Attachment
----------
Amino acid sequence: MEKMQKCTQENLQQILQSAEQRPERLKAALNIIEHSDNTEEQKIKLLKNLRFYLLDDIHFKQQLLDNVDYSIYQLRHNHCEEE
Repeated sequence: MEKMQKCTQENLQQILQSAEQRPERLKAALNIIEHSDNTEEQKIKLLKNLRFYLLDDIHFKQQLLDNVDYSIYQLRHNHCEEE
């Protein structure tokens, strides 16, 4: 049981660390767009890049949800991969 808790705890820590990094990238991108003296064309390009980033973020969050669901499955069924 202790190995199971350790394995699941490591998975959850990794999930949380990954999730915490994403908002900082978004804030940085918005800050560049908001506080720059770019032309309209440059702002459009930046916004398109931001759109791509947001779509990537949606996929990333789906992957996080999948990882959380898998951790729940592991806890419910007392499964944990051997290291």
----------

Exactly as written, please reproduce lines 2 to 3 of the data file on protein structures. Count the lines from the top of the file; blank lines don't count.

Repeated sequence: MEKMQKCTQENLQQILQSAEQRPERLKAALNIIEHSDNTEEQKIKLLKNLRFYLLDDIHFKQQLLDNVDYSIYQLRHNHCEEE
């Protein structure tokens, strides 16, 4: 049981660390767009890049949800991969 808790705890820590990094990238991108003296064309390009980033973020969050669901499955069924 202790190995199971350790394995699941490591998975959850990794999930949380990954999730915490994403908002900082978004804030940085918005800050560049908001506080720059770019032309309209440059702002459009930046916004398109931001759109791509947001779509990537949606996929990333789906992957996080999948990882959380898998951790729940592991806890419910007392499964944990051997290291």